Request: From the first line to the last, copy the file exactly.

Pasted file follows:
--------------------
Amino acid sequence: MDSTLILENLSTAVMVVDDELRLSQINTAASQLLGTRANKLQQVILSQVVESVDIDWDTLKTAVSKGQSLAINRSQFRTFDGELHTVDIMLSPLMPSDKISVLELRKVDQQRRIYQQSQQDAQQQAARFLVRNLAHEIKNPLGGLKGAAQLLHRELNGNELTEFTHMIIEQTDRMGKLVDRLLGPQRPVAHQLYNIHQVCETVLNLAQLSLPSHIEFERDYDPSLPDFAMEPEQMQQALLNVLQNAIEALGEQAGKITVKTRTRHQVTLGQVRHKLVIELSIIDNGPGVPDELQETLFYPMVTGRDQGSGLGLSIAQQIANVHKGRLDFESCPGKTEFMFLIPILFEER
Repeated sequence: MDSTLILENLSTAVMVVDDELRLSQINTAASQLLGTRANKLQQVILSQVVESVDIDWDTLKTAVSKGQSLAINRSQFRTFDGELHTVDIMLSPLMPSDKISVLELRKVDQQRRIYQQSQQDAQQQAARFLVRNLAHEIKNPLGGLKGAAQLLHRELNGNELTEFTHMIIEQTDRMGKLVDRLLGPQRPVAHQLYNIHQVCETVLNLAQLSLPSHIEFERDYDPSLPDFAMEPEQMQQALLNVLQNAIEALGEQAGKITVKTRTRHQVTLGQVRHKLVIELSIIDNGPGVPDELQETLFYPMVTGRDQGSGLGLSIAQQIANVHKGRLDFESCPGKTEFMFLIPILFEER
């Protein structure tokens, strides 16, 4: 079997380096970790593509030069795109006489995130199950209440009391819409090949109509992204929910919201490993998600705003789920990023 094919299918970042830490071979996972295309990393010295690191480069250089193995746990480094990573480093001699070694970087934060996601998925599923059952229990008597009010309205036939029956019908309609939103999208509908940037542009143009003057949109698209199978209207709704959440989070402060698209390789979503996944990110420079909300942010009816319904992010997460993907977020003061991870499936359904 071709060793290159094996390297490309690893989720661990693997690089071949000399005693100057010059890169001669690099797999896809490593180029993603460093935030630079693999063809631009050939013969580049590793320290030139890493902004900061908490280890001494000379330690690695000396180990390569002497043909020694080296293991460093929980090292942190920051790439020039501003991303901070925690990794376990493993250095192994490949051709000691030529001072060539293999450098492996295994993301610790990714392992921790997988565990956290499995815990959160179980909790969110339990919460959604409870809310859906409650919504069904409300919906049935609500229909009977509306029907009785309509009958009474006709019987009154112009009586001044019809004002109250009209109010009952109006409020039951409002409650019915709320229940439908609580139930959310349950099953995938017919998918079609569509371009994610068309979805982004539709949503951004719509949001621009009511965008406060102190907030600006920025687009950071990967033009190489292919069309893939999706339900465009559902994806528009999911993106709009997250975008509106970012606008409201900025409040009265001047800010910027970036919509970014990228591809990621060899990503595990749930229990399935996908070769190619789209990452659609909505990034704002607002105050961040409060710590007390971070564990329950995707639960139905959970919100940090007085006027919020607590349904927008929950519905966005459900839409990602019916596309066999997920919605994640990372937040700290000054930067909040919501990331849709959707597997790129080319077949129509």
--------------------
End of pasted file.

Amino acid sequence: MDSTLILENLSTAVMVVDDELRLSQINTAASQLLGTRANKLQQVILSQVVESVDIDWDTLKTAVSKGQSLAINRSQFRTFDGELHTVDIMLSPLMPSDKISVLELRKVDQQRRIYQQSQQDAQQQAARFLVRNLAHEIKNPLGGLKGAAQLLHRELNGNELTEFTHMIIEQTDRMGKLVDRLLGPQRPVAHQLYNIHQVCETVLNLAQLSLPSHIEFERDYDPSLPDFAMEPEQMQQALLNVLQNAIEALGEQAGKITVKTRTRHQVTLGQVRHKLVIELSIIDNGPGVPDELQETLFYPMVTGRDQGSGLGLSIAQQIANVHKGRLDFESCPGKTEFMFLIPILFEER
Repeated sequence: MDSTLILENLSTAVMVVDDELRLSQINTAASQLLGTRANKLQQVILSQVVESVDIDWDTLKTAVSKGQSLAINRSQFRTFDGELHTVDIMLSPLMPSDKISVLELRKVDQQRRIYQQSQQDAQQQAARFLVRNLAHEIKNPLGGLKGAAQLLHRELNGNELTEFTHMIIEQTDRMGKLVDRLLGPQRPVAHQLYNIHQVCETVLNLAQLSLPSHIEFERDYDPSLPDFAMEPEQMQQALLNVLQNAIEALGEQAGKITVKTRTRHQVTLGQVRHKLVIELSIIDNGPGVPDELQETLFYPMVTGRDQGSGLGLSIAQQIANVHKGRLDFESCPGKTEFMFLIPILFEER
């Protein structure tokens, strides 16, 4: 079997380096970790593509030069795109006489995130199950209440009391819409090949109509992204929910919201490993998600705003789920990023 094919299918970042830490071979996972295309990393010295690191480069250089193995746990480094990573480093001699070694970087934060996601998925599923059952229990008597009010309205036939029956019908309609939103999208509908940037542009143009003057949109698209199978209207709704959440989070402060698209390789979503996944990110420079909300942010009816319904992010997460993907977020003061991870499936359904 071709060793290159094996390297490309690893989720661990693997690089071949000399005693100057010059890169001669690099797999896809490593180029993603460093935030630079693999063809631009050939013969580049590793320290030139890493902004900061908490280890001494000379330690690695000396180990390569002497043909020694080296293991460093929980090292942190920051790439020039501003991303901070925690990794376990493993250095192994490949051709000691030529001072060539293999450098492996295994993301610790990714392992921790997988565990956290499995815990959160179980909790969110339990919460959604409870809310859906409650919504069904409300919906049935609500229909009977509306029907009785309509009958009474006709019987009154112009009586001044019809004002109250009209109010009952109006409020039951409002409650019915709320229940439908609580139930959310349950099953995938017919998918079609569509371009994610068309979805982004539709949503951004719509949001621009009511965008406060102190907030600006920025687009950071990967033009190489292919069309893939999706339900465009559902994806528009999911993106709009997250975008509106970012606008409201900025409040009265001047800010910027970036919509970014990228591809990621060899990503595990749930229990399935996908070769190619789209990452659609909505990034704002607002105050961040409060710590007390971070564990329950995707639960139905959970919100940090007085006027919020607590349904927008929950519905966005459900839409990602019916596309066999997920919605994640990372937040700290000054930067909040919501990331849709959707597997790129080319077949129509």